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Social Work Month highlights how the profession benefits society

Social Work Month celebrates the importance of social workers

To honor the theme “Social workers are essential,” the School of Social Work asked professionals to provide an overview of the important roles social workers play, leadership in social work and the impact of COVID on the profession. social worker.

Steven Hammonds, MSS

Professionals such as Steven Hammonds, MSW, Director of Workforce Development at the Life Change Center explained that “social workers have a keen interest in considering multiple factors in the treatment of individuals, communities and the world. We are experts in taking biological, social, psychological, spiritual, cultural and environmental factors into account when working to make the world a better place for all. The lens through which we view the world is ethical, non-judgmental, empathetic, and culturally humble. Our training prepares us for multidisciplinary teamwork, and our level of critical analysis using practice-based research and research-based practice is essential in a variety of sectors ranging from nonprofit management, public policy and legislation, health care, criminal justice, CPS, mental health, addiction and the civil service. In almost all settings, it would be beneficial to have a social worker at the table. “

Rota Rosaschi, MPA, LSW and Executive Director of the Nevada Public Health Foundation has over 45 years of experience in social work and can see how COVID has forced social workers to approach their role differently. “The enormity of the pandemic is causing fear, uncertainty, social isolation, economic uncertainty and mental health issues. Social workers need to learn new ways to perform assessments without being allowed to enter homes and perform most interviews via a virtual environment or over the phone. They must learn new ways to identify issues such as domestic violence or child abuse without being able to interview the potential victim face to face to provide a sense of protection. It is an unprecedented time when most of the skills we have learned are tested to the fullest. “

It’s no surprise that the National Association of Social Workers judged this month’s theme “Social workers are essential” because it is something that many have achieved during the pandemic.

Current students have also been invited to contribute and explain how they plan to help tackle the COVID pandemic, but also the pandemic of systemic racism that has been further exposed by COVID. Student Andrea Cerrillo said the pandemic has caused us to face many truths.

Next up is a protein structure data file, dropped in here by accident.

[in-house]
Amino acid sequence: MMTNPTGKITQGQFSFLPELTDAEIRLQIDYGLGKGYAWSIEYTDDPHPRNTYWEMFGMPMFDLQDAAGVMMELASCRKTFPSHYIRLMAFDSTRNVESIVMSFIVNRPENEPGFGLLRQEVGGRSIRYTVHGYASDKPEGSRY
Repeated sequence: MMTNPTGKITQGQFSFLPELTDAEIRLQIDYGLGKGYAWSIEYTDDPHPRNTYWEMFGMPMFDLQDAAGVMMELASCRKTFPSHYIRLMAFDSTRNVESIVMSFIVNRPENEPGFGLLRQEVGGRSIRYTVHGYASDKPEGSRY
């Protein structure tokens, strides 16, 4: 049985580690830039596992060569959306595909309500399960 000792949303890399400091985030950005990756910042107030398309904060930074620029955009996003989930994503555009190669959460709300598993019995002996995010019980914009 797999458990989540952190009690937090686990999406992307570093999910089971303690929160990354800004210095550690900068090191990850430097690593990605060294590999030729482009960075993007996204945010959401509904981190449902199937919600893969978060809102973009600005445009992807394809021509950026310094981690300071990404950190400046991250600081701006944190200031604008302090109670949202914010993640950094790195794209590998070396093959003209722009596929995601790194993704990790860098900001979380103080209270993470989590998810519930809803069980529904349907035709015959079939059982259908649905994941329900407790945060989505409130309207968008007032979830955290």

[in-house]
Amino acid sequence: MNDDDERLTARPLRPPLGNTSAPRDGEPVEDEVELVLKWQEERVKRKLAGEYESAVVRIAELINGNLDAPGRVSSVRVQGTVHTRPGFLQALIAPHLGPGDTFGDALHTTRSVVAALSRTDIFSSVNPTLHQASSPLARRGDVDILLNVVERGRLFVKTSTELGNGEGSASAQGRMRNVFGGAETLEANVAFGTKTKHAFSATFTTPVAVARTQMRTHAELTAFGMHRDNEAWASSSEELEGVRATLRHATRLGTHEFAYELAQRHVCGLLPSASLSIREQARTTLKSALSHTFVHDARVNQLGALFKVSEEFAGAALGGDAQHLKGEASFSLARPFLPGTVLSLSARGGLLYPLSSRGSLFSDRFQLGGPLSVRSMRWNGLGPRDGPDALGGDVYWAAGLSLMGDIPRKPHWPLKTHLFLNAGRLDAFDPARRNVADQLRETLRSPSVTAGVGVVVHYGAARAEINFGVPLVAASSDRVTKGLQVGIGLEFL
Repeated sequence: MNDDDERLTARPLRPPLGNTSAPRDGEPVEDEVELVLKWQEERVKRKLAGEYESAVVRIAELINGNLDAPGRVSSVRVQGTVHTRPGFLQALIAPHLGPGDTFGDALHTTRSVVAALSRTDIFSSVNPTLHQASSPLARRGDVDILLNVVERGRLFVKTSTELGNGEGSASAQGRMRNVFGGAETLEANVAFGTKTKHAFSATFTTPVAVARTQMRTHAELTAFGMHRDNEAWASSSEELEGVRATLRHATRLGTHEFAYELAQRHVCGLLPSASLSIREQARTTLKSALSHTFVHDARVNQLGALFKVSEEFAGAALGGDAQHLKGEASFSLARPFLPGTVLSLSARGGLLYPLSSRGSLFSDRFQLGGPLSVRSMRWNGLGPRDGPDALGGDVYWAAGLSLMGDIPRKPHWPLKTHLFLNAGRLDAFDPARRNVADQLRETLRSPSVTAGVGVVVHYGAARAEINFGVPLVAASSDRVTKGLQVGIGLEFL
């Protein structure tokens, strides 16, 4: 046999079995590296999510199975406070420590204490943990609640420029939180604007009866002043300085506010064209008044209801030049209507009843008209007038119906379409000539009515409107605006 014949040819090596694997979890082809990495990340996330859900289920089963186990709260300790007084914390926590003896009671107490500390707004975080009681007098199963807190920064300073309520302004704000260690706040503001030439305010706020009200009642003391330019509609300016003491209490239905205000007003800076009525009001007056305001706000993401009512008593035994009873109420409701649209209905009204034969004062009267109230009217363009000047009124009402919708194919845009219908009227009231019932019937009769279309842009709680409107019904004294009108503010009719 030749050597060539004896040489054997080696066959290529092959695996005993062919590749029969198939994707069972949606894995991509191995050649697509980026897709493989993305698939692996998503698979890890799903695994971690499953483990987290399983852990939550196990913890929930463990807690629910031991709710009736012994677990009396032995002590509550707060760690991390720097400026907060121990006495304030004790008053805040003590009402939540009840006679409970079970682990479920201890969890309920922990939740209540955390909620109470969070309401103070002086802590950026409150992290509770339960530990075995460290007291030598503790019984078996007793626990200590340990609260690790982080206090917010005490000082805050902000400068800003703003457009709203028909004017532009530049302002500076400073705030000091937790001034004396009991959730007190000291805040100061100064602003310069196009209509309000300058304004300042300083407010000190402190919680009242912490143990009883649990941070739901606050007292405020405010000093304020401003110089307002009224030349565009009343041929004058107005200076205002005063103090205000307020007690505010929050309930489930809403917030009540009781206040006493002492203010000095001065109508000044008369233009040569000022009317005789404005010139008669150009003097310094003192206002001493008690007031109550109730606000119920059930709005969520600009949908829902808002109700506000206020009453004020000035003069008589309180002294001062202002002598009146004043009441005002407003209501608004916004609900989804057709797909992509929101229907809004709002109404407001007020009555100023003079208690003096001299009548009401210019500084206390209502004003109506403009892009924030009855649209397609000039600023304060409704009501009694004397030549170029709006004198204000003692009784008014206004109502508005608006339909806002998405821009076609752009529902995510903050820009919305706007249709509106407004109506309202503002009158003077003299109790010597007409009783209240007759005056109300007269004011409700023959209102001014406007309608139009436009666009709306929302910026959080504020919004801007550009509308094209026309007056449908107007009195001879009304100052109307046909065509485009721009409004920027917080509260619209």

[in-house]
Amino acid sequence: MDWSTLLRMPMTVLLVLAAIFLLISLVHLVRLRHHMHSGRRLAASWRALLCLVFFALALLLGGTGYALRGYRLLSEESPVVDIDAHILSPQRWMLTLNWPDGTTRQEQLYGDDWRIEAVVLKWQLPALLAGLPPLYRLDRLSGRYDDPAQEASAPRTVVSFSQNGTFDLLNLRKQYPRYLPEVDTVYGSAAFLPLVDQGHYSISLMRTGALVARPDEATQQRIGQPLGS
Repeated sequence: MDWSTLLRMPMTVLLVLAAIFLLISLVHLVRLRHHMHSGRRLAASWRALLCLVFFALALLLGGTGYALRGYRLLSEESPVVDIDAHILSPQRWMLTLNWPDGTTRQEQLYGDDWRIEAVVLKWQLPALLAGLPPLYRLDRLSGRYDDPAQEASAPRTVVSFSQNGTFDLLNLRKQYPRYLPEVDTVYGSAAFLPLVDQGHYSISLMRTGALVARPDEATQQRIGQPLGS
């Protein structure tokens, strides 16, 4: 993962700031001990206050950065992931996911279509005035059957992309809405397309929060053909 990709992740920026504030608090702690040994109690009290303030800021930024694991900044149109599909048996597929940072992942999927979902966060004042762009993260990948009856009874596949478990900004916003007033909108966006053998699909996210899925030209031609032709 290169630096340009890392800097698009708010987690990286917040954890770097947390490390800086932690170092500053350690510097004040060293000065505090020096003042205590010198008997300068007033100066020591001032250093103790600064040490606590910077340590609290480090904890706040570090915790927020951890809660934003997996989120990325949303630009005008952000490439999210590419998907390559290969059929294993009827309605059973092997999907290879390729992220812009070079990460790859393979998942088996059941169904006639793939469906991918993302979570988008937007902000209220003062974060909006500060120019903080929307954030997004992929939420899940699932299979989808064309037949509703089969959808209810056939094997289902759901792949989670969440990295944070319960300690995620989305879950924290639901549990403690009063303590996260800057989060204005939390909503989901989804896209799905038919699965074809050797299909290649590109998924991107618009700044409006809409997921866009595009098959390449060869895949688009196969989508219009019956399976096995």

Andrea Cerrillo in a blue blouse

“As a future social work graduate, I have to recognize what is going on in front of me right now. Being aware is the key and it paves the way for change. Upon graduation, I plan to use my conscience and spread it throughout my profession by educating and influencing all aspects of social work practice. It is like being involved in community organizing to provide assistance to those who have suffered from COVID-19 as well as community organizing to educate and advocate to end systematic racism. People need help and they want to be heard; this is my job NOW and in the future. Racism is alive and spreading as fast as our medical pandemic. My goal is to make sure that I am working to find a cure for the problems and the ones to come. “

One of the biggest issues social workers face is the lack of knowledge of what a social worker actually does. Social workers serve in all communities in a variety of capacities, including case managers, advocates, educators, facilitators, managers and brokers to name a few. It is often forgotten that social workers are the largest providers of mental health care in the United States.

Social workers play a vital role in helping people of all ages and at different stages of their lives. You can help celebrate and recognize Social Work Month by following the School of Social Work’s campaign on Facebook social work and Instagram social work and donate to help students continue to receive the tools and training necessary to enter the labor market.